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$\newcommand{\ket}[1]{\left|#1\right>}$ Normally the matrix representation of $J_x$ and $J_y$ are derived using the ladder operators. But is a better intuition possible by starting with $J_z$ alone ? One just needs to find the eigenvectors of these operators in the basis of eigenvectors of $J_z$, but how do you do that ?

For $j$ = 1, the basis states are $\ket{j=1, m_z = +1}$, $\ket{j=1, m_z = 0}$ and $\ket{j=1, m_z = -1}$

if $\ket{j, m_y}$ are the eigenstates of $J_y$ then the basis just as above would be $\ket{j=1, m_y = +1}$, $\ket{j=1, m_y = 0}$ and $\ket{j=1, m_y = -1}$

To represent say $\ket{1, m_y = +1}$ in $J_z$ basis : $$\ket{1, m_y = +1} = \langle{1, m_z = +1}\ket{1, m_y = +1} \ket{1, m_z = +1} + ...$$ and so on for all the three $J_z$ eigenvectors

But how do you intuitively figure out those inner products. For $j = 1$, the momentum vector $\vec{J}$ in real space looks like this:

Momentum

Then what is the intuition behind $\langle{1, m_z = +1}\ket{1, m_y = +1}$ ?

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But is a better intuition possible by starting with $J_z$ alone ?

I doubt that. There would be an infinity of solutions, as any rotation between 𝐽𝑥 and 𝐽𝑦 would provide an equally acceptable set of such. In any case, I'll just provide the conventional ladder operator stick-in-the mud answers for $j$ = 1.

In the same z-basis you started with, $$\ket{j=1, m_z = +1} = (1,0,0)^T,\\ \ket{j=1, m_z = 0}= (0,1,0)^T,\\ \ket{j=1, m_z = -1}=(0,0,1)^T, $$ you have the obvious $$ J_z=\operatorname{diag}(1,0,-1), \qquad J_y= \frac{i}{\sqrt 2} \begin{bmatrix}0&-1&0\\ 1&0& -1\\ 0&1&0 \end{bmatrix}, $$ $=(J_+-J_-)/2i$, (which you might also obtain by blood-sweat and tears through a π/2 rotation around x if you had the rotation matrix for that, and converted all in the spherical basis... don't go there.)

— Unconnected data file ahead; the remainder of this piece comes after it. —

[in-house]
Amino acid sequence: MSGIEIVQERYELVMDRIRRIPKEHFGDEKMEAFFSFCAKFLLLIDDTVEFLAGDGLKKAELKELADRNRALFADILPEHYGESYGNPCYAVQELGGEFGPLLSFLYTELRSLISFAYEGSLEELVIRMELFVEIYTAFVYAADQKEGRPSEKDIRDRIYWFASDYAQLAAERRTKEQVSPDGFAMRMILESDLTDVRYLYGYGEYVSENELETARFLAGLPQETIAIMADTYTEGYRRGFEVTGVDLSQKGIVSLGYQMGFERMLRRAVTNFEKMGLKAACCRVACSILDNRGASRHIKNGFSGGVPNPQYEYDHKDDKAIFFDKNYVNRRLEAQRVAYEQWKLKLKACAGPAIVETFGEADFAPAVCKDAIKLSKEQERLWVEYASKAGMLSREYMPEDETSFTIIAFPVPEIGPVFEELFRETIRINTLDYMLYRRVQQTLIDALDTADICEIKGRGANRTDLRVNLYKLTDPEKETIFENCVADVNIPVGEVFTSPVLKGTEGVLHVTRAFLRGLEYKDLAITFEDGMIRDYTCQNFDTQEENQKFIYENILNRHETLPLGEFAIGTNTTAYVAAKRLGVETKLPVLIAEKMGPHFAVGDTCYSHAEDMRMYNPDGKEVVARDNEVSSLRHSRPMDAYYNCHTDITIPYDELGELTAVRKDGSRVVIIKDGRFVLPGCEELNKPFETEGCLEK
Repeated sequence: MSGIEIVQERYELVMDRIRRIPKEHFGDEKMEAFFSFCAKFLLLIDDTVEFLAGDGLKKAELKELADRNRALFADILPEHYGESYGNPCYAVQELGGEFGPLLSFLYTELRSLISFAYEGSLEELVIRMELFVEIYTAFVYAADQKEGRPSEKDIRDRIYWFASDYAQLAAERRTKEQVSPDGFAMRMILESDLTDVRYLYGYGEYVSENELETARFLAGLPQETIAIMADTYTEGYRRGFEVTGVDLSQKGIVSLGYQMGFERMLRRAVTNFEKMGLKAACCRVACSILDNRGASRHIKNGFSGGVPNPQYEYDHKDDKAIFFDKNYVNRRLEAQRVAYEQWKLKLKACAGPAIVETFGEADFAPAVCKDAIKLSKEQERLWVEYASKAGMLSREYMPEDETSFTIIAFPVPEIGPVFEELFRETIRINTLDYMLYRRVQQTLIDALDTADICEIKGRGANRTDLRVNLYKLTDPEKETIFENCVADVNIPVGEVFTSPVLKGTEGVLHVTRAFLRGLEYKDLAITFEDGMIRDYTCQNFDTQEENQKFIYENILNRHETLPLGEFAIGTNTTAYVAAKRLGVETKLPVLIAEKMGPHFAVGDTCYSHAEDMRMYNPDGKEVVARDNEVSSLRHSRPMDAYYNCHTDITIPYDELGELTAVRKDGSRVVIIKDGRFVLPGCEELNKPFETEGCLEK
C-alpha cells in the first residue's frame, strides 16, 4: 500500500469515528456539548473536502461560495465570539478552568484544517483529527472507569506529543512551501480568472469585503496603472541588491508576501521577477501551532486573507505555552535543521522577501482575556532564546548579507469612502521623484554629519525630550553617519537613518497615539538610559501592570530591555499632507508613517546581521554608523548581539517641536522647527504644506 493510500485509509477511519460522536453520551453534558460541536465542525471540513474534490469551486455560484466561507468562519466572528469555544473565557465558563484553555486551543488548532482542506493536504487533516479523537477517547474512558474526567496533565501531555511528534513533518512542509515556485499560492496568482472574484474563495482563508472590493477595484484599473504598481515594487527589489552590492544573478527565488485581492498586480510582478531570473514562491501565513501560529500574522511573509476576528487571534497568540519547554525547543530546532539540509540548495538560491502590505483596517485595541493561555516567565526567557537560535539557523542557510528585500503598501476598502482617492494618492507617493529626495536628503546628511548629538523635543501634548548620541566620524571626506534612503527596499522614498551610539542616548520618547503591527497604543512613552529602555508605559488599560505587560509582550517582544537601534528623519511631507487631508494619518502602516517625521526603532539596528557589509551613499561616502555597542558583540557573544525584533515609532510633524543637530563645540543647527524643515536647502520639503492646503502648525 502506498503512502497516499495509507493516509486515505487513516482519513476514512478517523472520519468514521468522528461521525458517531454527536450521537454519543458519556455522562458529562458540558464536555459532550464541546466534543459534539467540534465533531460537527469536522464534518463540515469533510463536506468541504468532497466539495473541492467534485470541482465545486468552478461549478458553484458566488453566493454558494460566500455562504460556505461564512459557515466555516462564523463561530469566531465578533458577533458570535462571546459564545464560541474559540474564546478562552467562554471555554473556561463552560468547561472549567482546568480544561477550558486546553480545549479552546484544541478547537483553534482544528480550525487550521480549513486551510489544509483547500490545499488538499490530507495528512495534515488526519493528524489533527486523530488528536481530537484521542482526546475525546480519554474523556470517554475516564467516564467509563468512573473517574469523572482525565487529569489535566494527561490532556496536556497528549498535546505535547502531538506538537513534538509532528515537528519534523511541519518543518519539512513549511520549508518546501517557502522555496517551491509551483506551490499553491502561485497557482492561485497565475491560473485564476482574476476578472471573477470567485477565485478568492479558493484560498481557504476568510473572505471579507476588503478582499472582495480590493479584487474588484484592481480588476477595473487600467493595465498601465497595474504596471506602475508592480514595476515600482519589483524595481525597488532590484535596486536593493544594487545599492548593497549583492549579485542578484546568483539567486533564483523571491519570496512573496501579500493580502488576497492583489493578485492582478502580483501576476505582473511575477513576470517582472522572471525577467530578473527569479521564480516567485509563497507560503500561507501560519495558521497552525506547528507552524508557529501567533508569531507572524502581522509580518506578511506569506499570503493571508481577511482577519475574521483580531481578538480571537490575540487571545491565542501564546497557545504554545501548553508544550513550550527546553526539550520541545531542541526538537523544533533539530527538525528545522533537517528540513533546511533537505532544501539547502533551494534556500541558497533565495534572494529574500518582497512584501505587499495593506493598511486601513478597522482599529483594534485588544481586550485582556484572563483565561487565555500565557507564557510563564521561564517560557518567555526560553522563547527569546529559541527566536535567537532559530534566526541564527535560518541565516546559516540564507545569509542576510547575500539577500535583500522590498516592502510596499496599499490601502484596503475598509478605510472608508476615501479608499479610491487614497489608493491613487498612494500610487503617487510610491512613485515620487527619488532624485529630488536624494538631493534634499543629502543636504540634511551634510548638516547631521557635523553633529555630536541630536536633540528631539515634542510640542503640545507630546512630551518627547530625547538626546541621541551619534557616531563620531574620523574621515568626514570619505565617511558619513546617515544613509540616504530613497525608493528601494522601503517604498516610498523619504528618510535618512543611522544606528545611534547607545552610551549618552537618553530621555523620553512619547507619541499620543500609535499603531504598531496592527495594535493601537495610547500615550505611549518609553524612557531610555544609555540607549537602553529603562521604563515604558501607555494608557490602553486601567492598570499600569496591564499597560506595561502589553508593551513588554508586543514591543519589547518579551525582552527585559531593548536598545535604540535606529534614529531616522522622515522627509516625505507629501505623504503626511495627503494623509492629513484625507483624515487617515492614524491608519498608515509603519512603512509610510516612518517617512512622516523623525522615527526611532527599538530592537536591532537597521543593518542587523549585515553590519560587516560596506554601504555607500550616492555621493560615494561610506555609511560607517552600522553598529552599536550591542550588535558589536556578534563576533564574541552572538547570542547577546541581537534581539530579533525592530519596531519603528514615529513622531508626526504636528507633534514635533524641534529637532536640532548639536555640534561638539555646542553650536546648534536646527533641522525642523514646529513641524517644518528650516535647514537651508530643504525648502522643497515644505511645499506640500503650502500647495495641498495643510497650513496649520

It is then evident by inspection of the eigenvectors of $J_y$ that $$\ket{j=1, m_y = +1} = (1,i\sqrt{2},-1)^T/2,\\ \ket{j=1, m_y = 0}= (1,0,1)^T/\sqrt{2},\\ \ket{j=1, m_y = -1}=(1,-i\sqrt{2},-1)^T/2. $$ Do not neglect the requisite conjugation in the dot products of the spherical basis.

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  • $\begingroup$ "which you might also obtain by blood-sweat and tears through a π/2 rotation around x if you had the rotation matrix for that, and converted all in the spherical basis... don't go there" are you talking about obtaining $J_y$ ? How is the rotation matrix related to the angular momentum operators ? could you point to a resource where that is elaborated ? $\endgroup$ Commented Nov 25, 2022 at 4:30
  • $\begingroup$ $R_x(\pi/2) J_z R_x(-\pi/2)=\exp(i\pi J_x/2) ~J_z \exp(-i\pi J_x/2)$=J_y$, easily provable by Campbell/Hadamard's Lemma, easy to illustrate in the doublet representation, and quite intuitive. Should be in Rose, Edmonds, Mamermesh, or Biedenharn & Louck... $\endgroup$ Commented Nov 25, 2022 at 12:16
  • $\begingroup$ It is assumed you are comfortable with Wigner’s d matrix. $\endgroup$ Commented Nov 25, 2022 at 13:29
  • $\begingroup$ I have seen this answer : physics.stackexchange.com/a/20230/275718 where they derive the pauli spin matrices. Is something similar possible for the case when j = 1 ? $\endgroup$ Commented Nov 25, 2022 at 13:39
  • $\begingroup$ Whether you see it or not, for any spin. the reps are even by the standard ladder expression provided there. All derivations are logically traceable to this, whether apparent or not. $\endgroup$ Commented Nov 25, 2022 at 14:37

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